The unions cited statistics from the National Institute on Retirement Security that 357,234 retired government workers in Ohio received a total of $8.41 billion in benefits from state and local pension plans in 2006, with most of that sum going back into the state's economy via purchases of medications, cars and other products and services.

"These dollars are vital to fuel Ohio's economic engine," the unions said.

That argument is less persuasive among private employers. In 1996, investments in 401(k)-type defined-contribution plans overtook traditional pensions, and the trend has accelerated since then, according to the Employee Benefit Research Institute.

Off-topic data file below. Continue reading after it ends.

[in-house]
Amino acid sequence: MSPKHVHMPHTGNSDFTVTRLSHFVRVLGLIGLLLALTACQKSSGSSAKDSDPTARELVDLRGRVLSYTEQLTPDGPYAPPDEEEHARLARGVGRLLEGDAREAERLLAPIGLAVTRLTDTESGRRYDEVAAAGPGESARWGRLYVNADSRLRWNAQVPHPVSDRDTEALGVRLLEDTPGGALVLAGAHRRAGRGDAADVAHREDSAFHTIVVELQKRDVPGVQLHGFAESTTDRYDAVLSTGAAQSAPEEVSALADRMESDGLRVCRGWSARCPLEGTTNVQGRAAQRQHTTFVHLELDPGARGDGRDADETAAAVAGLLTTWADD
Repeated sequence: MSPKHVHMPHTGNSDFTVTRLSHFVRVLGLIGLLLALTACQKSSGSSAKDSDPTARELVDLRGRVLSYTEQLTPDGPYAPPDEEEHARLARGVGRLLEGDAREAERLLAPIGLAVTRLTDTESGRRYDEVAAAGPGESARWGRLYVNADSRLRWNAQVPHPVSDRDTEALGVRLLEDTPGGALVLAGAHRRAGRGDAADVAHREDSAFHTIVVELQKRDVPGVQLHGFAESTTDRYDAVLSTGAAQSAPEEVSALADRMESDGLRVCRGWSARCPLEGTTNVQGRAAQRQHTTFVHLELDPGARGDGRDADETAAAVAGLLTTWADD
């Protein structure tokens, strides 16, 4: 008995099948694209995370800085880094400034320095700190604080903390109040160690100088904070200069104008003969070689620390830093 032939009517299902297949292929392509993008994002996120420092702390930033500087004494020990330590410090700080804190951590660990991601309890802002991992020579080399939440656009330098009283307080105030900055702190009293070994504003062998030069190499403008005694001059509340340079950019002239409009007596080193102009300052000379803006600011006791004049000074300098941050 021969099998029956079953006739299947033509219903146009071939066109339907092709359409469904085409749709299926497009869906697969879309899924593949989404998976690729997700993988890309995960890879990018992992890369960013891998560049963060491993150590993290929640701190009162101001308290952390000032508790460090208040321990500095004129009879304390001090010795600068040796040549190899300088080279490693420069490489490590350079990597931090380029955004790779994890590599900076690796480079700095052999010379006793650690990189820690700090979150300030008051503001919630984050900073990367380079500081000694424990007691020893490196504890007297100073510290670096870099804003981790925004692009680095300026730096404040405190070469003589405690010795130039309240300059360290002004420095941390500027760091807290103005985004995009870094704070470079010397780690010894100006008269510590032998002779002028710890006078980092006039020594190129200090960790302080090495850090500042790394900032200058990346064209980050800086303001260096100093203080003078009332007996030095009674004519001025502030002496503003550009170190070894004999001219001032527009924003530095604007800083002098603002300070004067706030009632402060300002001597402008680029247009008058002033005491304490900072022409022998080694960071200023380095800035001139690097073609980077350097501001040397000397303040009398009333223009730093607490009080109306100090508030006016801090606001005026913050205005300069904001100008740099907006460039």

The consulting firm Watson Wyatt reported in October that the value of retirement benefits as a proportion of income had declined from 7.8 percent in 2002 to 6.9 percent in 2008 among the 183 corporations it surveyed. Much of that decline was attributed to companies switching from guaranteed pensions to defined-contribution plans.

In contrast, retirement benefits account for at least 14 percent of payroll for all of Ohio's locally funded public pensions -- topping out at 24 percent for firefighters in the Ohio Police & Fire Pension Fund.

Book and other defenders of public pensions say that government employees trade lower wages for more generous retirement plans.

But that's not necessarily the case. According to U.S. Labor Department statistics, there is virtually no difference between private-sector and public-sector pay in Ohio.

But there is a difference in the willingness of private employers to take on the risk of having to bail out pension plans if investments go sour or costs increase sharply, said Alan Glickstein, a senior retirement consultant for Watson Wyatt.